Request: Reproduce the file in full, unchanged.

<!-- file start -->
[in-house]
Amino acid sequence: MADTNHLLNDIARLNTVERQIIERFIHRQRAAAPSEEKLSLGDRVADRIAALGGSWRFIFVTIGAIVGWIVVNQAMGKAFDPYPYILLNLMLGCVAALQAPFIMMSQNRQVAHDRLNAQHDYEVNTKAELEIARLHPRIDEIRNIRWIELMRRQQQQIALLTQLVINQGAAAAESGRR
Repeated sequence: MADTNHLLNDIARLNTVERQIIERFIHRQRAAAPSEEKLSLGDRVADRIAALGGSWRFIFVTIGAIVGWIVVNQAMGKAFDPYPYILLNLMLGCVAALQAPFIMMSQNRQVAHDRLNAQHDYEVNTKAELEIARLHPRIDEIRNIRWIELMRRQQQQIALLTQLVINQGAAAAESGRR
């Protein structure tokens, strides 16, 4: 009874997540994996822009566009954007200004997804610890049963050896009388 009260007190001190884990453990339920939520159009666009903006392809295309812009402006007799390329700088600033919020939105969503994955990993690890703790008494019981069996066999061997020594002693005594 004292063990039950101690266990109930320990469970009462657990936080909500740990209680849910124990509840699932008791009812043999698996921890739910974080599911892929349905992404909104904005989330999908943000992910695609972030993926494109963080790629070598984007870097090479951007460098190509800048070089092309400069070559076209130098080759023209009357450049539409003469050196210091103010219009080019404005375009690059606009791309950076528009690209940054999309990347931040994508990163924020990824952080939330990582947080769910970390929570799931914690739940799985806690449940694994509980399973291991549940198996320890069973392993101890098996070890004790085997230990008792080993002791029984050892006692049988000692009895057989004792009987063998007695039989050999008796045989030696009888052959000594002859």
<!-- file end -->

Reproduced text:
[in-house]
Amino acid sequence: MADTNHLLNDIARLNTVERQIIERFIHRQRAAAPSEEKLSLGDRVADRIAALGGSWRFIFVTIGAIVGWIVVNQAMGKAFDPYPYILLNLMLGCVAALQAPFIMMSQNRQVAHDRLNAQHDYEVNTKAELEIARLHPRIDEIRNIRWIELMRRQQQQIALLTQLVINQGAAAAESGRR
Repeated sequence: MADTNHLLNDIARLNTVERQIIERFIHRQRAAAPSEEKLSLGDRVADRIAALGGSWRFIFVTIGAIVGWIVVNQAMGKAFDPYPYILLNLMLGCVAALQAPFIMMSQNRQVAHDRLNAQHDYEVNTKAELEIARLHPRIDEIRNIRWIELMRRQQQQIALLTQLVINQGAAAAESGRR
């Protein structure tokens, strides 16, 4: 009874997540994996822009566009954007200004997804610890049963050896009388 009260007190001190884990453990339920939520159009666009903006392809295309812009402006007799390329700088600033919020939105969503994955990993690890703790008494019981069996066999061997020594002693005594 004292063990039950101690266990109930320990469970009462657990936080909500740990209680849910124990509840699932008791009812043999698996921890739910974080599911892929349905992404909104904005989330999908943000992910695609972030993926494109963080790629070598984007870097090479951007460098190509800048070089092309400069070559076209130098080759023209009357450049539409003469050196210091103010219009080019404005375009690059606009791309950076528009690209940054999309990347931040994508990163924020990824952080939330990582947080769910970390929570799931914690739940799985806690449940694994509980399973291991549940198996320890069973392993101890098996070890004790085997230990008792080993002791029984050892006692049988000692009895057989004792009987063998007695039989050999008796045989030696009888052959000594002859």